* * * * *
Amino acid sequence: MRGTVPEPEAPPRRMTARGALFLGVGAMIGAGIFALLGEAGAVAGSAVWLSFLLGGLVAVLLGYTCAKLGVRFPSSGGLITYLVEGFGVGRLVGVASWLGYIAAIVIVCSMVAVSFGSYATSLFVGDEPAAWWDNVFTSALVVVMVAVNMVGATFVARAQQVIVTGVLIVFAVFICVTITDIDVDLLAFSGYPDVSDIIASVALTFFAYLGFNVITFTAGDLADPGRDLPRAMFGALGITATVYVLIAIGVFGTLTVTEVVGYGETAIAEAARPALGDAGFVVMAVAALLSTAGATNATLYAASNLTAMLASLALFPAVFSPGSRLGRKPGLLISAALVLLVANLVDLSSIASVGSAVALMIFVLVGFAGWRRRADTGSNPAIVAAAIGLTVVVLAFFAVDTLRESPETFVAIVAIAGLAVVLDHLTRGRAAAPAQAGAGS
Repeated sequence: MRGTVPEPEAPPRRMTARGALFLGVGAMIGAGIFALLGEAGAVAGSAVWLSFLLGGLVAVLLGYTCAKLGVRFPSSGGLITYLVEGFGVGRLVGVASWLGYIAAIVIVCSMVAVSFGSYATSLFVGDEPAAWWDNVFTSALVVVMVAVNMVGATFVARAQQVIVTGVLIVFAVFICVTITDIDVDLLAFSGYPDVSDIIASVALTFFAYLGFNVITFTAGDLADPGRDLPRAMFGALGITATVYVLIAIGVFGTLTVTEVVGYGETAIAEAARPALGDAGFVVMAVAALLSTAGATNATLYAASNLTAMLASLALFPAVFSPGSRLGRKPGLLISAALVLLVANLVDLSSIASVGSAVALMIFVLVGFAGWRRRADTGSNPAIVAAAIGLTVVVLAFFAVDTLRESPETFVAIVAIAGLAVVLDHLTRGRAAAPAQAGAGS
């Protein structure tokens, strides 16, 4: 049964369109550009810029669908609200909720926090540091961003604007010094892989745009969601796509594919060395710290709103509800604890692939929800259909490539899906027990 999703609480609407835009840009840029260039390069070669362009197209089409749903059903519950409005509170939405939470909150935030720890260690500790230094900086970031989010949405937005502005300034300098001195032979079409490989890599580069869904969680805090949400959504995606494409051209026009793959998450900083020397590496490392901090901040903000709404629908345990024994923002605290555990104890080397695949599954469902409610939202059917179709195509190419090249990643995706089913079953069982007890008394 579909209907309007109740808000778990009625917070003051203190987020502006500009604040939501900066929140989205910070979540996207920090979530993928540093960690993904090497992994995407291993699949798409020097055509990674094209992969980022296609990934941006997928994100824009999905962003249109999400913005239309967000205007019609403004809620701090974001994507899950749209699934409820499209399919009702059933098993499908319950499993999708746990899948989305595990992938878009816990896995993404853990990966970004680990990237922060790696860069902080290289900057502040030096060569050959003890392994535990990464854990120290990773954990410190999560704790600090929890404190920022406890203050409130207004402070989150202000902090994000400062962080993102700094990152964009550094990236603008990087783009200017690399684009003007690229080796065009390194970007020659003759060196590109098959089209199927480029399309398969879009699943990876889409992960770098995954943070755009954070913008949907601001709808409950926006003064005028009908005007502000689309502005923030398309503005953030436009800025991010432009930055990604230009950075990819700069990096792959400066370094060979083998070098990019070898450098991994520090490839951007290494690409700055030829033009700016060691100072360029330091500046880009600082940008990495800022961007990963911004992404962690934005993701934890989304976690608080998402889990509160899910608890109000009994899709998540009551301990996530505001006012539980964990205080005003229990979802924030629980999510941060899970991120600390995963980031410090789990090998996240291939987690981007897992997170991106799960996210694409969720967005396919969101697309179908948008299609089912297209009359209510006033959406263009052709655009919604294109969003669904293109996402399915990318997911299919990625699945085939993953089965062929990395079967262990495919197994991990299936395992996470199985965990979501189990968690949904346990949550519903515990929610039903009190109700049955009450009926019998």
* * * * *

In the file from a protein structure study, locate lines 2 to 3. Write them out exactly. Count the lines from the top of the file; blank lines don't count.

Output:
Repeated sequence: MRGTVPEPEAPPRRMTARGALFLGVGAMIGAGIFALLGEAGAVAGSAVWLSFLLGGLVAVLLGYTCAKLGVRFPSSGGLITYLVEGFGVGRLVGVASWLGYIAAIVIVCSMVAVSFGSYATSLFVGDEPAAWWDNVFTSALVVVMVAVNMVGATFVARAQQVIVTGVLIVFAVFICVTITDIDVDLLAFSGYPDVSDIIASVALTFFAYLGFNVITFTAGDLADPGRDLPRAMFGALGITATVYVLIAIGVFGTLTVTEVVGYGETAIAEAARPALGDAGFVVMAVAALLSTAGATNATLYAASNLTAMLASLALFPAVFSPGSRLGRKPGLLISAALVLLVANLVDLSSIASVGSAVALMIFVLVGFAGWRRRADTGSNPAIVAAAIGLTVVVLAFFAVDTLRESPETFVAIVAIAGLAVVLDHLTRGRAAAPAQAGAGS
């Protein structure tokens, strides 16, 4: 049964369109550009810029669908609200909720926090540091961003604007010094892989745009969601796509594919060395710290709103509800604890692939929800259909490539899906027990 999703609480609407835009840009840029260039390069070669362009197209089409749903059903519950409005509170939405939470909150935030720890260690500790230094900086970031989010949405937005502005300034300098001195032979079409490989890599580069869904969680805090949400959504995606494409051209026009793959998450900083020397590496490392901090901040903000709404629908345990024994923002605290555990104890080397695949599954469902409610939202059917179709195509190419090249990643995706089913079953069982007890008394 579909209907309007109740808000778990009625917070003051203190987020502006500009604040939501900066929140989205910070979540996207920090979530993928540093960690993904090497992994995407291993699949798409020097055509990674094209992969980022296609990934941006997928994100824009999905962003249109999400913005239309967000205007019609403004809620701090974001994507899950749209699934409820499209399919009702059933098993499908319950499993999708746990899948989305595990992938878009816990896995993404853990990966970004680990990237922060790696860069902080290289900057502040030096060569050959003890392994535990990464854990120290990773954990410190999560704790600090929890404190920022406890203050409130207004402070989150202000902090994000400062962080993102700094990152964009550094990236603008990087783009200017690399684009003007690229080796065009390194970007020659003759060196590109098959089209199927480029399309398969879009699943990876889409992960770098995954943070755009954070913008949907601001709808409950926006003064005028009908005007502000689309502005923030398309503005953030436009800025991010432009930055990604230009950075990819700069990096792959400066370094060979083998070098990019070898450098991994520090490839951007290494690409700055030829033009700016060691100072360029330091500046880009600082940008990495800022961007990963911004992404962690934005993701934890989304976690608080998402889990509160899910608890109000009994899709998540009551301990996530505001006012539980964990205080005003229990979802924030629980999510941060899970991120600390995963980031410090789990090998996240291939987690981007897992997170991106799960996210694409969720967005396919969101697309179908948008299609089912297209009359209510006033959406263009052709655009919604294109969003669904293109996402399915990318997911299919990625699945085939993953089965062929990395079967262990495919197994991990299936395992996470199985965990979501189990968690949904346990949550519903515990929610039903009190109700049955009450009926019998």